ScienceOpen continues our series of interviews with our new authors with Professor Lorenzo Iorio (https://www.scienceopen.com/profile/lorenzo_iorio ), who has just published an article on ScienceOpen entitled „Orbital effects of a monochromatic plane gravitational wave with ultra-low frequency incident on a gravitationally bound two-body system.“ ( http://goo.gl/kCYgwd )

Professor Iorio is a physicist working in the field of general relativity and gravitation. He has published over 180 articles and holds a permanent position at the Continue reading “ScienceOpen Author Interview Series – Lorenzo Iorio”  

ScienceOpen Author Interview Series – Patrick Drawe

We continue our series of interviews with the first round of ScienceOpen authors with a specific focus on Open Access publishing and graduate student authors. We’re delighted to welcome students like Patrick Drawe ( https://www.scienceopen.com/user/patrickdrawe/biography ), who has co-authored the paper „The elastic modulus of isolated polytetrafluoroethylene filaments“ with Nils Lüttschwager and Martin Suhm (profiled here: http://goo.gl/N3h1oX ) to our Research + Publishing Network.
Patrick Drawe has been a graduate student in the Department of Technical and Macromolecular Chemistry Continue reading “ScienceOpen Author Interview Series – Patrick Drawe”  

ScienceOpen Author Interview Series – Martin Suhm

As a newcomer to the OA publishing scene, ScienceOpen thought it would be fascinating to profile the scientists who are choosing to publish with us. We’re delighted to welcome expert member Martin Suhm ( http://goo.gl/bEbm89 ) – Professor of Physical Chemistry, Georg-August-Universität Göttingen, Germany – to our Research + Publishing Network.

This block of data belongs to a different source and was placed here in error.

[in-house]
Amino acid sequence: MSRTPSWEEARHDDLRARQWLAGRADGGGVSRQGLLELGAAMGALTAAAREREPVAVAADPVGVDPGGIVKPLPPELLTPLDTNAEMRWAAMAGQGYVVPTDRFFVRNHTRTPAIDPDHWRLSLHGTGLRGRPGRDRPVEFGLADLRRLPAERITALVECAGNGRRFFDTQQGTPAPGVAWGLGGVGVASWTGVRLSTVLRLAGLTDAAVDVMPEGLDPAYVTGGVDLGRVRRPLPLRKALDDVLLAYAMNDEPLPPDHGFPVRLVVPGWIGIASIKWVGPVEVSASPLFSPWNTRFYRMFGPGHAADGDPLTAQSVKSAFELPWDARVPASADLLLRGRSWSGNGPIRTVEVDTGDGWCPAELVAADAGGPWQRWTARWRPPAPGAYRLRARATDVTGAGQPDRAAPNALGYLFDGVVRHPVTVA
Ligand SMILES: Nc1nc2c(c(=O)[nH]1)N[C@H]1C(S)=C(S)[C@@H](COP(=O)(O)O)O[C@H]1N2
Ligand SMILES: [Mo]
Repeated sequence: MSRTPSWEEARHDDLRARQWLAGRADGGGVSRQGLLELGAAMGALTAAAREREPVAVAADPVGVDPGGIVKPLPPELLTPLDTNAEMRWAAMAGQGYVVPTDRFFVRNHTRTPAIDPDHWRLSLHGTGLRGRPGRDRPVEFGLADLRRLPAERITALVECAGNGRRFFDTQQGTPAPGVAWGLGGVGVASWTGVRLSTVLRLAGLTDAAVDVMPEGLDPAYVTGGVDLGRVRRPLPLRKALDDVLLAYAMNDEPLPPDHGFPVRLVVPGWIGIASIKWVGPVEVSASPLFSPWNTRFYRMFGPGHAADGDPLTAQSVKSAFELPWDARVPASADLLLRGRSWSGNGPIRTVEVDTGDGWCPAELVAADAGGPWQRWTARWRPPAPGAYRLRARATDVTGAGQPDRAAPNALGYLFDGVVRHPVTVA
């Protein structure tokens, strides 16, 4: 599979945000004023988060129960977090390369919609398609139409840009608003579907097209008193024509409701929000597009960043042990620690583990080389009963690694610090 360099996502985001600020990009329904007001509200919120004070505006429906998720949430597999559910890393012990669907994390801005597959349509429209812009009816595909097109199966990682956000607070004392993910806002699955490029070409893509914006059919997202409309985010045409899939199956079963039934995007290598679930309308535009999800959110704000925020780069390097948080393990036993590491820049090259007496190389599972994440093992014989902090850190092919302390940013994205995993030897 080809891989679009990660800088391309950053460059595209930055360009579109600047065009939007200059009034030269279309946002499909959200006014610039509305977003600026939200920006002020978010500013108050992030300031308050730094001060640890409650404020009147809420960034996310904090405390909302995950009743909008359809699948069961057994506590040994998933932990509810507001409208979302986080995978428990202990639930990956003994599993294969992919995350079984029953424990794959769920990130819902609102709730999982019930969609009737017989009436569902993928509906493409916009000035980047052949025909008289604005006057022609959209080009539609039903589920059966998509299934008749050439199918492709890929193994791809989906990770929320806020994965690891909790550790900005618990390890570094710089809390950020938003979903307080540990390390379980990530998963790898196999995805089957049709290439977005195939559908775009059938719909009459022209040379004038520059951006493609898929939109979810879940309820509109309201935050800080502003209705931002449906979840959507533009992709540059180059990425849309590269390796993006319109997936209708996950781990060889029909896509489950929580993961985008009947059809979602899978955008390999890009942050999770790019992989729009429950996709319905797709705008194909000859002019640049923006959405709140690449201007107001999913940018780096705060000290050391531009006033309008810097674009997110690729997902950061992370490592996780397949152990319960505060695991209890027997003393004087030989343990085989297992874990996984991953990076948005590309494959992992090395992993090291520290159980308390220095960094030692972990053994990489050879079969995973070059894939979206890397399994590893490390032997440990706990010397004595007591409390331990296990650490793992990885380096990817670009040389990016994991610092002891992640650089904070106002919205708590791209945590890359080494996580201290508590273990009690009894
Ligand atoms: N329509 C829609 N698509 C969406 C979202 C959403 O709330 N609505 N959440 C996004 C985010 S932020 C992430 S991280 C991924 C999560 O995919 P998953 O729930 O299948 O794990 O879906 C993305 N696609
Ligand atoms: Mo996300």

Martin is an established figure who contributes to the German scientific community through his membership to Leopoldina, the German National Academy of Science and the Committee for the Allocation of Alexander von Humboldt Foundation Research. He is also Continue reading “ScienceOpen Author Interview Series – Martin Suhm”  

Give the pioneers a chance – OA and closing the reputational gap for young scientists.

The last time I attended a panel discussion on scholarly publishing, I realized that a significant part of the audience were Ph.D. students or post-docs. When one of the speakers talked about new opportunities in Open Access publishing, a very intensive discussion began. Almost all young scientists in the audience were excited and motivated by the principles and vision behind Open Access. They said they would like to change Continue reading “Give the pioneers a chance – OA and closing the reputational gap for young scientists.”